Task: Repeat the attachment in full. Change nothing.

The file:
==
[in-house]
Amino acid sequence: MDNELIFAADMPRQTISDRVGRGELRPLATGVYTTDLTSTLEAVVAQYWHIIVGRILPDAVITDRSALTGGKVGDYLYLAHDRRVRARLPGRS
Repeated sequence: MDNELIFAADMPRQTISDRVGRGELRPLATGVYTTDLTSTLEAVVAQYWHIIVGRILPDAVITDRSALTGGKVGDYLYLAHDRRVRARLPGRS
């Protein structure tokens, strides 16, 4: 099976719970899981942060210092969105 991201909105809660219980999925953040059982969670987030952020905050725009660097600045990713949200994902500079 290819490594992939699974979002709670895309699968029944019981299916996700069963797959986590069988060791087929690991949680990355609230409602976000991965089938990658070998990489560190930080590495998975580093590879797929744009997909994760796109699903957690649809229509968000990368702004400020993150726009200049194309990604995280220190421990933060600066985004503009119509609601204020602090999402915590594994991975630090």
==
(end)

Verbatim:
[in-house]
Amino acid sequence: MDNELIFAADMPRQTISDRVGRGELRPLATGVYTTDLTSTLEAVVAQYWHIIVGRILPDAVITDRSALTGGKVGDYLYLAHDRRVRARLPGRS
Repeated sequence: MDNELIFAADMPRQTISDRVGRGELRPLATGVYTTDLTSTLEAVVAQYWHIIVGRILPDAVITDRSALTGGKVGDYLYLAHDRRVRARLPGRS
């Protein structure tokens, strides 16, 4: 099976719970899981942060210092969105 991201909105809660219980999925953040059982969670987030952020905050725009660097600045990713949200994902500079 290819490594992939699974979002709670895309699968029944019981299916996700069963797959986590069988060791087929690991949680990355609230409602976000991965089938990658070998990489560190930080590495998975580093590879797929744009997909994760796109699903957690649809229509968000990368702004400020993150726009200049194309990604995280220190421990933060600066985004503009119509609601204020602090999402915590594994991975630090």